LYDIA: 2007, AGE 35   

As a 35-year-old mother of two boys, life is full of tasks and challenges. Although I never find motherhood particularly difficult, it sometimes has hard steps, like the HPV Virus tests that hit me unexpectedly. It all began with stress, which left me feeling tired and overworked. Unexpectedly, on Jul 27, 2007, a trip to the emergency room revealed a severe pelvic organ prolapse. Despite lacking symptoms, a shower revealed my dropped cervix, prompting a hospital visit on Sept 19, 2007. A CA125 Tumour Marker Blood test detected an ovarian mass labelled as a benign tumour. The doctors swiftly scheduled surgery, which resulted in them removing my right ovary, appendix, and uterus.

Thankfully, the procedure went smoothly, but adjusting to life without menstrual cycles has proven challenging. With one ovary retained for estrogen, avoiding severe menopause was crucial. Coping with mood swings and occasional sadness has been tough, leading me to wonder, “Why me?” I urge all women, especially those 35 and older, to prioritize their HPV health Tests and not ignore warning signs like cysts. I’ve learned firsthand that stress-free living is essential. I’m relieved to report that the tumour has disappeared, and the appearance of a six-month pregnancy has vanished as the journey continues.

TRISH: 2007, AGE 61   

At 61 years old, I have Well-Differentiated (which I have learned means it is a slow-growing cancer at this point) Primary Peritoneal Cancer, Stage 3C. My HPV diagnosis mirrors the test for ovarian cancer and is treated similarly. Discovered after undergoing exploratory surgery in April ’06, it affected everything except the cervix, requiring extensive debulking. Following 6 cycles of Carbo/Taxol, I entered “partial remission” in August ’06. This remission is partial because my CA125 Count Test has steadily climbed from 12 after chemo to 43 at my last doctor’s visit, with each CT showing slight increases in areas of suspicion. The term “NED report” is unfamiliar to me.

I refuse to wait for my CA125 to reach alarming levels before my doctors decide to take action. I insist on being proactive and taking immediate steps. Therefore, I have been advised to start taking Tamoxifen.


I must say, the side effects and serious risks listed on the drug sheet are scary! I would love to hear from anyone who has used or been advised to use Tamoxifen. Please, I need some help and some hope!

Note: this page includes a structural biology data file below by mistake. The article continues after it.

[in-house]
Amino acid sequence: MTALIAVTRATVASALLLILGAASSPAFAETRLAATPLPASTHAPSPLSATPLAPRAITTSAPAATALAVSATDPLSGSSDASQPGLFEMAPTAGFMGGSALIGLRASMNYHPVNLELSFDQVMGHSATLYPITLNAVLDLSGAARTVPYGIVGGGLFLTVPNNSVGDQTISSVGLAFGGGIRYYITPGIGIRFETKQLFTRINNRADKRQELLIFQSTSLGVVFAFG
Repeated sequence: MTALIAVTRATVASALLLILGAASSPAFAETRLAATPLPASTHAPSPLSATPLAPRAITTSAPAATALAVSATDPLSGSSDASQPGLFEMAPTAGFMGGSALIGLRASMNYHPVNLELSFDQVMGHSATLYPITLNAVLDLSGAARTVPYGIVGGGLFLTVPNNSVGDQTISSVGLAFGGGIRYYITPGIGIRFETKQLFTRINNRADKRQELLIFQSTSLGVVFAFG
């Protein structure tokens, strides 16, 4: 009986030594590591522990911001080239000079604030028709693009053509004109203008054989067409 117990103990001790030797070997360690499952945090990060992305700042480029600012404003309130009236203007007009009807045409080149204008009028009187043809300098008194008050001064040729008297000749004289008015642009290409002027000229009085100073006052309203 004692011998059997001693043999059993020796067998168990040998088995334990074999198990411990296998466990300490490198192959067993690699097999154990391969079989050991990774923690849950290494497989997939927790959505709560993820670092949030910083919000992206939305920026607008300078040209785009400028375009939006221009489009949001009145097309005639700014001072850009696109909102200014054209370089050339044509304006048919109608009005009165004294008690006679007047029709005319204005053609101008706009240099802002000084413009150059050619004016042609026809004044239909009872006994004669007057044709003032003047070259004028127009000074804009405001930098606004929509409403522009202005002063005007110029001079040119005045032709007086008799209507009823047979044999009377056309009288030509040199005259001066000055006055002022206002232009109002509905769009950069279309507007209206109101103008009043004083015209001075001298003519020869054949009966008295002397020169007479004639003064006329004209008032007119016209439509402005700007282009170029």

To end my CA125 Level story, I want to tell all women everywhere to “Listen and get tests” on their bodies. Do not ignore aches and pains, bloating, unexplained weight gain, gas, inability to eat much at a time, going to the bathroom constantly, and low backaches. Go to your ob-gyn and ask demand! The HPV Virus tests can rule in or rule out cancer. I ignored what my body was saying, and now I am very sorry I didn’t “Listen and do something much sooner! Thank you for “listening to me” Blessings to all. Trish Holmes

CARMEN: 2007, AGE 44   

It started in November 1999 with a CA125 Lab Test. My mom, who was 44 at the time, had abdominal pain and bloating. Her GYN doctor told her that her CA-125 was also up. So, she had to attend Loma Linda University in Loma Linda, California. There, the GYN’s Oncologist said she had OVCA and had to have a hysterectomy immediately. Once she had the surgery, she had 6 months of chemo to “kill any remaining cells”. They also told her that they had “got it all”.

In June 2000, after completing chemotherapy, Mom began experiencing severe back pain. It was initially attributed to holding my 4-year-old son at a recent fair. There were three months of persistent pain. Her primary care test physician ordered a full-body CT scan due to her previous HPV diagnosis. When my second son was just one month old, my parents visited my house and delivered the devastating news: ovarian-level cancer had metastasized throughout her entire body, including multiple bones.

Final message

My mom did chemo and radiation for the next 9 months, but the doctors finally said on May 1 2001, when she was 46 and my first son’s 5th birthday, they would no longer do the chemo. It was doing no good. So we called hospice, which was very nice and helpful, and then on May 28, 2001, at 11:45 am, my mom took her last breaths. Mom often said, “I should have fought harder,” but she felt it was too far gone.

I had to do the hardest thing I ever had to do in my 26 years of living: put my two fingers on mom’s neck to see if her heart was still beating; it was then that I felt it slipped slowly away.

My mom had not been tested at the GYN or CA125 doctor for her yearly checkup in about 12 years. She said, “It hurt to have the HPV pap smear test” Well, mom, it hurt a lot worse to DIE. Please listen to your body and go for early checkups. Also, if a doctor ever looks at you and tells you, “You are too young to have cancer”, change doctors!!!!